A Moscow court has handed a suspended sentence to prominent theater director Kirill Serebrennikov, a surprise legal victory in a fraud case his supporters say was politically motivated and a test of artistic freedom in Russia.
Suspended sentences are widely seen as the lightest punishment in Russia's legal system, which rarely issues not-guilty verdicts. The sentencing was met with applause by the hundreds of supporters gathered outside.
Moscow’s Meshchansky district court found Serebrennikov guilty of large-scale embezzlement on Friday, ordering him to undergo three years of probation and pay an 800,000 ruble ($11,500) fine.
Prosecutors had requested six years for Serebrennikov, five years for former Seventh Studio theater producer Alexei Malobrodsky and four each for director Yury Itin and former Culture Ministry employee Sofia Apfelbaum. Prosecutors also requested fines ranging from 200,000 rubles to 800,000 rubles for the co-defendants.
Malobrodsky and Itin also received suspended sentences, with Malobrodsky receiving two years' probation and a 300,000 ruble fine and Itin receiving three years' probation and a 200,000 ruble fine.
Apfelbaum, meanwhile, had her charges downgraded to negligence and freed her from paying a fine due to a statute of limitations.
All co-defendants had pleaded not guilty.
Several hundred supporters of the case's co-defendants, including famous rapper Oxxxymiron, several popular actors and other cultural figures, had gathered outside the court building ahead of the verdict.
Serebrennikov, 50, was detained in August 2017 on charges of creating an organized criminal group with his colleagues and embezzling more than $2 million of state funding for a theater project called Platforma.
The so-called “theater trial” has drawn controversy as critics say the case is a political set-up.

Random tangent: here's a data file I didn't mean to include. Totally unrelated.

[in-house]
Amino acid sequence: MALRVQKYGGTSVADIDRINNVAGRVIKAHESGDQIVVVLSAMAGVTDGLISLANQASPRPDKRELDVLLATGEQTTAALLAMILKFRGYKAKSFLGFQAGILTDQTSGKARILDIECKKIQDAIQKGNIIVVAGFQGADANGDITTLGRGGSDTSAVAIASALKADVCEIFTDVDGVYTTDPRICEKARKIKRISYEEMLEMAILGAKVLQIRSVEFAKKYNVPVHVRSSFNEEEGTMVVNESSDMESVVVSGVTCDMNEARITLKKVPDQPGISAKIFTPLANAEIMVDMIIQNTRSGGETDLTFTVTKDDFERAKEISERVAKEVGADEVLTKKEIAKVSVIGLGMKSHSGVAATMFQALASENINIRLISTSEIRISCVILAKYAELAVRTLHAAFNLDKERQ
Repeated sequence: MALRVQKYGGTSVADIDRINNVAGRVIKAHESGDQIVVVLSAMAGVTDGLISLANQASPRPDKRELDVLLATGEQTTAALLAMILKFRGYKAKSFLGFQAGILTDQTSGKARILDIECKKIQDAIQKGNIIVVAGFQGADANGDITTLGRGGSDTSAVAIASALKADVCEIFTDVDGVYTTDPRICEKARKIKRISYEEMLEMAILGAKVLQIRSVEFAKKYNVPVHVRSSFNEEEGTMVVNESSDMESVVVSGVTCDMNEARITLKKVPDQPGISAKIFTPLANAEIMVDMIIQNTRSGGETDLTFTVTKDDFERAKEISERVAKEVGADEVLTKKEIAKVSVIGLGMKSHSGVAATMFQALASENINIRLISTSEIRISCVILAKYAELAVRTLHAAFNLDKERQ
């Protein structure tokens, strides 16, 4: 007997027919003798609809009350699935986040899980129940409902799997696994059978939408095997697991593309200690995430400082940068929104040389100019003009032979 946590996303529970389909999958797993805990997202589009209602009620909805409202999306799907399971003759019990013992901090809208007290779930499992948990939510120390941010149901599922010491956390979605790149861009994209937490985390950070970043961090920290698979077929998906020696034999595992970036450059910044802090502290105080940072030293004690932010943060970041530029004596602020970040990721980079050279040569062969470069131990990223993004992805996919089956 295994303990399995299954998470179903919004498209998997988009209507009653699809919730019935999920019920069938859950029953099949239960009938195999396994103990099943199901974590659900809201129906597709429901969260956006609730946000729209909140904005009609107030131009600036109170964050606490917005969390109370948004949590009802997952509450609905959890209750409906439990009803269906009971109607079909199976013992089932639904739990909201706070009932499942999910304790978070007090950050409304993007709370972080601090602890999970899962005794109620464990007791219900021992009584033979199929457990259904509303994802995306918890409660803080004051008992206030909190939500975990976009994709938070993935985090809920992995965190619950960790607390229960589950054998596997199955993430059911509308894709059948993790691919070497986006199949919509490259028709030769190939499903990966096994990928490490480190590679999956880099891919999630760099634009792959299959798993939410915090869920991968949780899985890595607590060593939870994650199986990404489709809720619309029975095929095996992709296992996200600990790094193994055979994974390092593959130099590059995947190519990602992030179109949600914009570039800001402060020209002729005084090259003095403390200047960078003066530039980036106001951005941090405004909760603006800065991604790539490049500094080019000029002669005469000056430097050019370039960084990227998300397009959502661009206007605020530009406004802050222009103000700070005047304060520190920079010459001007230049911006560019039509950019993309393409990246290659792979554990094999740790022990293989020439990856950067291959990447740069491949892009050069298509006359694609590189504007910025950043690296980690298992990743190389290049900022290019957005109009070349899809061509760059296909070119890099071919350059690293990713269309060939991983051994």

In 2012, Serebrennikov was appointed as the director of the small state-funded Gogol Center, which he turned into one of Moscow's best theaters and a favorite of the liberal intelligentsia.
Yet Serebrennikov's work has angered cultural conservatives in Russia who see his frequent use of onstage nudity and obscene language, as well as modern adaptations of classics, as a step too far.
The prominent director calls the charges “absurd” and maintains that the money was used properly.
Serebrennikov, Itin and Apfelbaum were released on bail in April 2019 after a year and a half spent under house arrest on the criminal fraud charges.
A Moscow court ordered in 2019 to re-try the case over mistakes in the previous guilty verdict. Observers speculated at the time that the case could be thrown out or the charges mitigated.
The prosecution’s key witness earlier in June claimed giving her testimony under duress, joining three previous witnesses in claiming that they had been pressured to testify against former colleagues.
The embezzlement trial attracted international attention and calls for his release everywhere from Hollywood to Cannes.
Several prominent Russian cultural figures released videos ahead of Friday’s verdict criticizing the case and defending those accused. Human Rights Watch and international artistic groups have called on Russian prosecutors to drop the charges.
“The state’s leap to criminal embezzlement charges seems to be a thinly veiled way to retaliate against Serebrennikov for his political criticism and to send a chilling message to other artists,” the groups said.
AFP contributed reporting.